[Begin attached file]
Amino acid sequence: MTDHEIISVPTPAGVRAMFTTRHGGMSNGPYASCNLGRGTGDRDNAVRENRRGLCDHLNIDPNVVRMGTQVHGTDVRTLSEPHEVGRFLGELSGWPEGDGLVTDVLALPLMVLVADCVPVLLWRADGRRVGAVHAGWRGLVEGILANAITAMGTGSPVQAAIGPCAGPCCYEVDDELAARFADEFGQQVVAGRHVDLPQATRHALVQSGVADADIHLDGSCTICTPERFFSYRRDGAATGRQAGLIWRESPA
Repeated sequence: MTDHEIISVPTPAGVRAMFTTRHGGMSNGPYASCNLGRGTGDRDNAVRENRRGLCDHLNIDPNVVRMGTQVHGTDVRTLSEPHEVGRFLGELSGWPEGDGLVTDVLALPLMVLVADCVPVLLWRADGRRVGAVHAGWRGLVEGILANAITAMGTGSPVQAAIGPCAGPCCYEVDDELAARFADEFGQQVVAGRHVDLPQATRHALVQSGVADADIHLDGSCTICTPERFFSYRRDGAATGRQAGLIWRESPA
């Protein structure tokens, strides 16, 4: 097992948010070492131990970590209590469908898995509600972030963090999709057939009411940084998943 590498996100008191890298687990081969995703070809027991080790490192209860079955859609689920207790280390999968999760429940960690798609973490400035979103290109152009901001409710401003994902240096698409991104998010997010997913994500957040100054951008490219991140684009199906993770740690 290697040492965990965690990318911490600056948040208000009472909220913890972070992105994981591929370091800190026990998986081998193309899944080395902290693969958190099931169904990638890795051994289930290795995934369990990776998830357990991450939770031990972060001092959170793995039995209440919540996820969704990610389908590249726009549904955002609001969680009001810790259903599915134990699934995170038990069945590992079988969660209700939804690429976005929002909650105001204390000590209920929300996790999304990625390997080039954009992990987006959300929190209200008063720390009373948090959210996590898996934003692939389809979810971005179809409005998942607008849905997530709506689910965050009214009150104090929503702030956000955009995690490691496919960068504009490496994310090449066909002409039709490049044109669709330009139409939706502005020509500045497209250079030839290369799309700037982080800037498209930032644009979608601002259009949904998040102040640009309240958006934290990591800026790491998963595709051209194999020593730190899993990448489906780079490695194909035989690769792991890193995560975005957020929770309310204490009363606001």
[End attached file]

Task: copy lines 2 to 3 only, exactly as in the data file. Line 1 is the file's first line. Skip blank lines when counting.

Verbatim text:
Repeated sequence: MTDHEIISVPTPAGVRAMFTTRHGGMSNGPYASCNLGRGTGDRDNAVRENRRGLCDHLNIDPNVVRMGTQVHGTDVRTLSEPHEVGRFLGELSGWPEGDGLVTDVLALPLMVLVADCVPVLLWRADGRRVGAVHAGWRGLVEGILANAITAMGTGSPVQAAIGPCAGPCCYEVDDELAARFADEFGQQVVAGRHVDLPQATRHALVQSGVADADIHLDGSCTICTPERFFSYRRDGAATGRQAGLIWRESPA
């Protein structure tokens, strides 16, 4: 097992948010070492131990970590209590469908898995509600972030963090999709057939009411940084998943 590498996100008191890298687990081969995703070809027991080790490192209860079955859609689920207790280390999968999760429940960690798609973490400035979103290109152009901001409710401003994902240096698409991104998010997010997913994500957040100054951008490219991140684009199906993770740690 290697040492965990965690990318911490600056948040208000009472909220913890972070992105994981591929370091800190026990998986081998193309899944080395902290693969958190099931169904990638890795051994289930290795995934369990990776998830357990991450939770031990972060001092959170793995039995209440919540996820969704990610389908590249726009549904955002609001969680009001810790259903599915134990699934995170038990069945590992079988969660209700939804690429976005929002909650105001204390000590209920929300996790999304990625390997080039954009992990987006959300929190209200008063720390009373948090959210996590898996934003692939389809979810971005179809409005998942607008849905997530709506689910965050009214009150104090929503702030956000955009995690490691496919960068504009490496994310090449066909002409039709490049044109669709330009139409939706502005020509500045497209250079030839290369799309700037982080800037498209930032644009979608601002259009949904998040102040640009309240958006934290990591800026790491998963595709051209194999020593730190899993990448489906780079490695194909035989690769792991890193995560975005957020929770309310204490009363606001």